West Virginia youth have opportunities to make new friends, explore innovative and exciting subjects like robotics and photography, and learn new life skills with West Virginia University Extension Service’s statewide 4-H program. All they have to do is “join the club” by signing up during National 4-H Week, Oct. 5-11.
4-H is a free youth development program that builds leadership skills, strengthens communities and teaches youth with a learn-by-doing approach. 4-H clubs are open to anyone ages of 9-21. In many areas, children as young as 5 can join a pre-4-H program called Cloverbuds. Older members can become active in any of the seven collegiate 4-H clubs in the state.
“4-H is the original social network,” said Debbie McDonald, WVU Extension Service’s 4-H Youth Development program director. “4-H’ers meet people from their local communities – or from across the state with State 4-H Camp – while learning new skills they can carry with them for the rest of their lives.”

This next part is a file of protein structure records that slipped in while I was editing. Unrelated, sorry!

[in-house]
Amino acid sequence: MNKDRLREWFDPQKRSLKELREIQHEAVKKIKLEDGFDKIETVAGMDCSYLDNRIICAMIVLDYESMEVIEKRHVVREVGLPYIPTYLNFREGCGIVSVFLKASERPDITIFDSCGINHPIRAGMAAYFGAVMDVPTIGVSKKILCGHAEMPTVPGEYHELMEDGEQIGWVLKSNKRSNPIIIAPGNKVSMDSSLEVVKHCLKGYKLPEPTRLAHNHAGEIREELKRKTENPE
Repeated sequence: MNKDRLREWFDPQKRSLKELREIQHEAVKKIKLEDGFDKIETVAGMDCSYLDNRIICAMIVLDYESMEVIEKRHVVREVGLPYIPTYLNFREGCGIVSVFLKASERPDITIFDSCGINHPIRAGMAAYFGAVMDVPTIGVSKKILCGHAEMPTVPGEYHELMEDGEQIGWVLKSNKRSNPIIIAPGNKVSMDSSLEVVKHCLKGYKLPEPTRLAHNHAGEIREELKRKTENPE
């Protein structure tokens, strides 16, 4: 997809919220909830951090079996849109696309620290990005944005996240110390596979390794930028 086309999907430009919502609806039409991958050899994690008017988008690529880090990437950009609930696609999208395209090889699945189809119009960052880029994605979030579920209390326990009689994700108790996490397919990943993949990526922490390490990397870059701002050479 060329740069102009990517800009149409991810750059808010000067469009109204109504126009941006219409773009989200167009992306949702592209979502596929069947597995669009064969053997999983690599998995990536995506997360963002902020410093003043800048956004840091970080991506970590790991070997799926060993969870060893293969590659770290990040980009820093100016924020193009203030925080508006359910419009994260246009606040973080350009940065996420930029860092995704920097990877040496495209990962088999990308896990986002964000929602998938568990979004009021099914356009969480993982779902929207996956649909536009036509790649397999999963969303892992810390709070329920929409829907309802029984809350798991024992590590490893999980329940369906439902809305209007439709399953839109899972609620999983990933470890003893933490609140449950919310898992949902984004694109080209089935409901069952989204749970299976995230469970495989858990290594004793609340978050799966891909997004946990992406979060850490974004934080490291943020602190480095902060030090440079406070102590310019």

The program, with the mantra “to make the best, better,” focuses on head, heart, hands and health. The overall goals are to develop life and leadership skills, build self-esteem and character, foster citizenship and service, and to teach healthy lifestyle habits.
For more than a century, 4-H has focused on agricultural science, electricity, mechanics, entrepreneurship and natural sciences. There are also 4-H out-of-school opportunities in subjects like photography, rocketry, robotics, biofuels, renewable energy and computer science.
West Virginia 4-H’ers are building robots, helping the environment, exploring math and science, traveling to new places, getting healthy and becoming leaders in their communities.
A national study of the 4-H “learn by doing” approach shows 4-H’ers are nearly twice as likely to get better grades in school, and they and twice as likely to plan to go to college. The same study found that girls in 4-H are more than twice as likely to participate in science, engineering or computer technology programs as their peers.
CONTACT: Cassie Thomas, WVU Extension Service
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